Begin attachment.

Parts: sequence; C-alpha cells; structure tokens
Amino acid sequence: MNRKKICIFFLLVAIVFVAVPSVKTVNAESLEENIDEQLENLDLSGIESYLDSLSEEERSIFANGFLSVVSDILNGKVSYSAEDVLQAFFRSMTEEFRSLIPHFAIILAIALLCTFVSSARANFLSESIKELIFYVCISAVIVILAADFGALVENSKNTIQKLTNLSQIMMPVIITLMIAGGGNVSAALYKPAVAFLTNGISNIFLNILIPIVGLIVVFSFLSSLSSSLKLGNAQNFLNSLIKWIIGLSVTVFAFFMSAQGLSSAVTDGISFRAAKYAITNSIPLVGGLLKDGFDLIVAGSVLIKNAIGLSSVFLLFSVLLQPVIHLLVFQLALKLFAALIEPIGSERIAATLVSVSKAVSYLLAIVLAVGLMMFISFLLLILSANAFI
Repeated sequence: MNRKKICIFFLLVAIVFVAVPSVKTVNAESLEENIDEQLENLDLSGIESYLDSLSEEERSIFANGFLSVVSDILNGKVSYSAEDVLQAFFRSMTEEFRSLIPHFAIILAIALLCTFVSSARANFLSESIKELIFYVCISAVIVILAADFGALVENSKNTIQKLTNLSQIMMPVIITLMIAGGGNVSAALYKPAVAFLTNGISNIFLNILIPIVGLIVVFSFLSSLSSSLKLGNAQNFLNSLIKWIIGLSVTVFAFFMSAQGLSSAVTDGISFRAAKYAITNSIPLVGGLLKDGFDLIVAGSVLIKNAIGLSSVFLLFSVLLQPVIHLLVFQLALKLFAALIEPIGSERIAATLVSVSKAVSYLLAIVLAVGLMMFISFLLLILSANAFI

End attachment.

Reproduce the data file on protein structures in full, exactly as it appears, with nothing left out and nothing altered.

Parts: sequence; C-alpha cells; structure tokens
Amino acid sequence: MNRKKICIFFLLVAIVFVAVPSVKTVNAESLEENIDEQLENLDLSGIESYLDSLSEEERSIFANGFLSVVSDILNGKVSYSAEDVLQAFFRSMTEEFRSLIPHFAIILAIALLCTFVSSARANFLSESIKELIFYVCISAVIVILAADFGALVENSKNTIQKLTNLSQIMMPVIITLMIAGGGNVSAALYKPAVAFLTNGISNIFLNILIPIVGLIVVFSFLSSLSSSLKLGNAQNFLNSLIKWIIGLSVTVFAFFMSAQGLSSAVTDGISFRAAKYAITNSIPLVGGLLKDGFDLIVAGSVLIKNAIGLSSVFLLFSVLLQPVIHLLVFQLALKLFAALIEPIGSERIAATLVSVSKAVSYLLAIVLAVGLMMFISFLLLILSANAFI
Repeated sequence: MNRKKICIFFLLVAIVFVAVPSVKTVNAESLEENIDEQLENLDLSGIESYLDSLSEEERSIFANGFLSVVSDILNGKVSYSAEDVLQAFFRSMTEEFRSLIPHFAIILAIALLCTFVSSARANFLSESIKELIFYVCISAVIVILAADFGALVENSKNTIQKLTNLSQIMMPVIITLMIAGGGNVSAALYKPAVAFLTNGISNIFLNILIPIVGLIVVFSFLSSLSSSLKLGNAQNFLNSLIKWIIGLSVTVFAFFMSAQGLSSAVTDGISFRAAKYAITNSIPLVGGLLKDGFDLIVAGSVLIKNAIGLSSVFLLFSVLLQPVIHLLVFQLALKLFAALIEPIGSERIAATLVSVSKAVSYLLAIVLAVGLMMFISFLLLILSANAFI